Recent research has shown that medium-pressure ultraviolet lights may be superior at eradicating recreational water illnesses.

The studies two published in Applied & Environmental Microbiology and one in Water Science and Technology: Water Supply showed that E. coli damaged by low-pressure UV can repair itself when exposed to light, a process known as photoreactivation. E. coli DNA exposed to medium-pressure UV under laboratory conditions showed little to no repair.

In addition, the deactivated bacteria may cause growth of new bacteria. According to a study by the Civil Engineering Department of the National University of Singapore, ?disinfection byproducts produced by UV disinfection ? may serve as a carbon source in finished water, resulting in regrowth of the bacteria.?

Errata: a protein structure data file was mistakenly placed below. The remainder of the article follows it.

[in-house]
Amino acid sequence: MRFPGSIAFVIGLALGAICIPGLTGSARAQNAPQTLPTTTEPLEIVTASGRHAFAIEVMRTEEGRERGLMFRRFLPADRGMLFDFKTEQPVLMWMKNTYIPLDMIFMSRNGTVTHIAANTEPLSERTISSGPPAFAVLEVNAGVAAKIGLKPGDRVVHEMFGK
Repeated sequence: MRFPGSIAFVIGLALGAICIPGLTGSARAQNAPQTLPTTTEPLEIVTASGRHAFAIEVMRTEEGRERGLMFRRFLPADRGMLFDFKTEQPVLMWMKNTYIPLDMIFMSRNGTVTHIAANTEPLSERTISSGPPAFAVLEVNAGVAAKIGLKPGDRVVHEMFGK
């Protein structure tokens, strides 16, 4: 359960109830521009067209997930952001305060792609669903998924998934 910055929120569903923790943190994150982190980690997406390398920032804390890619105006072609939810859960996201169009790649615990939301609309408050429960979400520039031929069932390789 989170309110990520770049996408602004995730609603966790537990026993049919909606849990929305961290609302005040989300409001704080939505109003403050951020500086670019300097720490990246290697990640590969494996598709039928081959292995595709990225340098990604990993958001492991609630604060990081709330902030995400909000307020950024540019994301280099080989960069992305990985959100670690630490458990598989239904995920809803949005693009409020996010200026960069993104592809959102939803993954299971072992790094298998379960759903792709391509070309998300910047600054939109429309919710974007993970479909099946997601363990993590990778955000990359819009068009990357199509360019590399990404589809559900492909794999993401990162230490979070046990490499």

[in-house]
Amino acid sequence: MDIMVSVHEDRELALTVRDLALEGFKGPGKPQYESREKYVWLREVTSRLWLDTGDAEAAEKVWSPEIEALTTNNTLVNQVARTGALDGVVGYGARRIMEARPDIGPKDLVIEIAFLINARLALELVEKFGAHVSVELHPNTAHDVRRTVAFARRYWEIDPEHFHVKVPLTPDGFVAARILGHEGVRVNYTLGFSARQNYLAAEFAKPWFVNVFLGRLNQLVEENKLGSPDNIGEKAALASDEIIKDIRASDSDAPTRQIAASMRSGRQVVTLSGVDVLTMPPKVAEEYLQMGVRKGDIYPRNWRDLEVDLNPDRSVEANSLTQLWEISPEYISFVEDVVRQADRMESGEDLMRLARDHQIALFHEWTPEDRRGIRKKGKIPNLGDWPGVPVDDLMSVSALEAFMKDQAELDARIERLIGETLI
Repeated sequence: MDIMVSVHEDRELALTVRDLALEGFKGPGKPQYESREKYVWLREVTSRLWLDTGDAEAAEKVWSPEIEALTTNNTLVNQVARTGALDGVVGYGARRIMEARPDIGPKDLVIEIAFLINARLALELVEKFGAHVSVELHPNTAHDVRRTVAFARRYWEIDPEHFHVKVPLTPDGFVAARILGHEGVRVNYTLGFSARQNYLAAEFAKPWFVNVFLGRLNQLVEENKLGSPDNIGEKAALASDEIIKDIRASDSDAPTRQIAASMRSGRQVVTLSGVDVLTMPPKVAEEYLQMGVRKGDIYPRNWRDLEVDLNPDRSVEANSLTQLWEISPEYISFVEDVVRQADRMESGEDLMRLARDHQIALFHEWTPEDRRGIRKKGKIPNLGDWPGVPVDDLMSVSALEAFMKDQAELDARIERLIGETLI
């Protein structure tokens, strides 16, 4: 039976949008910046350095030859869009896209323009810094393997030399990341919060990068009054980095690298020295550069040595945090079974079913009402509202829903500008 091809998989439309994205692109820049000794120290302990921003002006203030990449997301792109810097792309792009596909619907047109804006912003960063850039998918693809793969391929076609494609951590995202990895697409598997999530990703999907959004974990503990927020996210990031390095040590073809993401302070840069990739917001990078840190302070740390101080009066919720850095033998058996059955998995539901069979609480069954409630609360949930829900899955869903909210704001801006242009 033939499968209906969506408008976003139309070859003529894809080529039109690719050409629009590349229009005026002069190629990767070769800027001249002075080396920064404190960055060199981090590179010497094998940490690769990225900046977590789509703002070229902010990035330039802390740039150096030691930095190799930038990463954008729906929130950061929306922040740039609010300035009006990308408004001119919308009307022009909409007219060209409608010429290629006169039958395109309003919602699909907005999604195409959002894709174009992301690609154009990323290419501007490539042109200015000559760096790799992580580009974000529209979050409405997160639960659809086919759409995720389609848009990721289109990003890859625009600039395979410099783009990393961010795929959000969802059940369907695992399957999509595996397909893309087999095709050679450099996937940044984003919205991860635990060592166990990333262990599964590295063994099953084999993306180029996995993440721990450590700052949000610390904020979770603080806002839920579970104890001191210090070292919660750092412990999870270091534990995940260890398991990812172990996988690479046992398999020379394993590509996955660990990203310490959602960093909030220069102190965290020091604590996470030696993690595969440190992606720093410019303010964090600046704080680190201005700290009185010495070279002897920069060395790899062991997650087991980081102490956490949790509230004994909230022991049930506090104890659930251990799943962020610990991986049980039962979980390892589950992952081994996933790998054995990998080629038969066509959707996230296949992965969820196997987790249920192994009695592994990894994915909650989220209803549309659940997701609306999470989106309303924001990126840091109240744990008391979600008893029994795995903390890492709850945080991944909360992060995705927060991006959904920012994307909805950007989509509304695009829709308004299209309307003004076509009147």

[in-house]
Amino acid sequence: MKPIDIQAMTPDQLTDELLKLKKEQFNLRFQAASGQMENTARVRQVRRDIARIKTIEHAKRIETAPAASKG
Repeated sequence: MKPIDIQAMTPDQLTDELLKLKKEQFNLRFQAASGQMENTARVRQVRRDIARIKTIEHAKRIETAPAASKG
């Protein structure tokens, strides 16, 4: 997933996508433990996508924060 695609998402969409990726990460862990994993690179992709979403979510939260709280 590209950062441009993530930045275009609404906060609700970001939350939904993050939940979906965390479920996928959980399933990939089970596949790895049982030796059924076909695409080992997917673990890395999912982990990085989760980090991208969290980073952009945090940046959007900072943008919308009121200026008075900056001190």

UV disinfection has become popular in indoor facilities to reduce chloramines and kill viruses and bacteria such as cryptosporidium, which takes nearly a week to kill with chlorine. However, the debate between low vs. medium-pressure UV has become heated as the issue of recreational water illnesses moves to the forefront of aquatic health. Many experts believe medium pressure, a more costly option, is better because of the possibility of photoreactivation. Others say that in aquatic environments, there?s no real difference between the two.

?Medium is better due to the possibility of photoreactivation,? said Tom Schaefer, national sales manager at Engineered Treatment Systems in Beaver Dam, Wis. ?But the reality is that for the pool, it?s a ridiculous argument to make. If you have bacteria and viruses in your water, and any residual chlorine, it?s going to disinfect that within seconds.?

Schaefer also argued that because photoreactivation requires light and UV systems are more prevalent in indoor pools where sunlight isn?t an issue, using low or medium pressure does not make a difference.